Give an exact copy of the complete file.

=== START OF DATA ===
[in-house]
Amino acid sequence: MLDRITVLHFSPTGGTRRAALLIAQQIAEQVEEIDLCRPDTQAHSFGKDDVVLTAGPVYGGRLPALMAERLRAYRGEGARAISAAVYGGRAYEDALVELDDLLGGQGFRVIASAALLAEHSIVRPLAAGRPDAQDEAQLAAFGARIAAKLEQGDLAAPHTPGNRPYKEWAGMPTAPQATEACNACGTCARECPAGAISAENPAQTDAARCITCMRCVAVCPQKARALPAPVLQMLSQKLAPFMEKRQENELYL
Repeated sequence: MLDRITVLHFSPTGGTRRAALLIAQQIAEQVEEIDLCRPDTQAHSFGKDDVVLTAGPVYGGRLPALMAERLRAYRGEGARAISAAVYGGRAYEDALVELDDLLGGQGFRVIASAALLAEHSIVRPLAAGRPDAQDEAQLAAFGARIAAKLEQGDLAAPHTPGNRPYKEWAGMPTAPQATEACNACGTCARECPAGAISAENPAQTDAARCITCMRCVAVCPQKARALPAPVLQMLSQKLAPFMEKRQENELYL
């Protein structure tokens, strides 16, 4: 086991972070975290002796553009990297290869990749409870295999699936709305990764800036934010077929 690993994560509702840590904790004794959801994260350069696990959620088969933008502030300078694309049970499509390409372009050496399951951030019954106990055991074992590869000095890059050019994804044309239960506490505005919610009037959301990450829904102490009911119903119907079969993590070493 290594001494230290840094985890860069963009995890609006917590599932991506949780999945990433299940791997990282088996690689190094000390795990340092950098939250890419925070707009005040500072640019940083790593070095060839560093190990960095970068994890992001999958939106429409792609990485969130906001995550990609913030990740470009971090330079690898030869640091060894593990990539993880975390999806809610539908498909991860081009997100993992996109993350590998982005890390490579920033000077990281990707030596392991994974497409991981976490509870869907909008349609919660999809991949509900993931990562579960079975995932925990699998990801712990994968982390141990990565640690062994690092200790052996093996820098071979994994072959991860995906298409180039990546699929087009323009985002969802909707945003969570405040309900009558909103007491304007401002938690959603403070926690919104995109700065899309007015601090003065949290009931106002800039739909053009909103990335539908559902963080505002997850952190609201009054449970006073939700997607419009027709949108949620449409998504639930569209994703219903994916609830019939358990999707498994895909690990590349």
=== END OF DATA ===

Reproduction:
[in-house]
Amino acid sequence: MLDRITVLHFSPTGGTRRAALLIAQQIAEQVEEIDLCRPDTQAHSFGKDDVVLTAGPVYGGRLPALMAERLRAYRGEGARAISAAVYGGRAYEDALVELDDLLGGQGFRVIASAALLAEHSIVRPLAAGRPDAQDEAQLAAFGARIAAKLEQGDLAAPHTPGNRPYKEWAGMPTAPQATEACNACGTCARECPAGAISAENPAQTDAARCITCMRCVAVCPQKARALPAPVLQMLSQKLAPFMEKRQENELYL
Repeated sequence: MLDRITVLHFSPTGGTRRAALLIAQQIAEQVEEIDLCRPDTQAHSFGKDDVVLTAGPVYGGRLPALMAERLRAYRGEGARAISAAVYGGRAYEDALVELDDLLGGQGFRVIASAALLAEHSIVRPLAAGRPDAQDEAQLAAFGARIAAKLEQGDLAAPHTPGNRPYKEWAGMPTAPQATEACNACGTCARECPAGAISAENPAQTDAARCITCMRCVAVCPQKARALPAPVLQMLSQKLAPFMEKRQENELYL
């Protein structure tokens, strides 16, 4: 086991972070975290002796553009990297290869990749409870295999699936709305990764800036934010077929 690993994560509702840590904790004794959801994260350069696990959620088969933008502030300078694309049970499509390409372009050496399951951030019954106990055991074992590869000095890059050019994804044309239960506490505005919610009037959301990450829904102490009911119903119907079969993590070493 290594001494230290840094985890860069963009995890609006917590599932991506949780999945990433299940791997990282088996690689190094000390795990340092950098939250890419925070707009005040500072640019940083790593070095060839560093190990960095970068994890992001999958939106429409792609990485969130906001995550990609913030990740470009971090330079690898030869640091060894593990990539993880975390999806809610539908498909991860081009997100993992996109993350590998982005890390490579920033000077990281990707030596392991994974497409991981976490509870869907909008349609919660999809991949509900993931990562579960079975995932925990699998990801712990994968982390141990990565640690062994690092200790052996093996820098071979994994072959991860995906298409180039990546699929087009323009985002969802909707945003969570405040309900009558909103007491304007401002938690959603403070926690919104995109700065899309007015601090003065949290009931106002800039739909053009909103990335539908559902963080505002997850952190609201009054449970006073939700997607419009027709949108949620449409998504639930569209994703219903994916609830019939358990999707498994895909690990590349």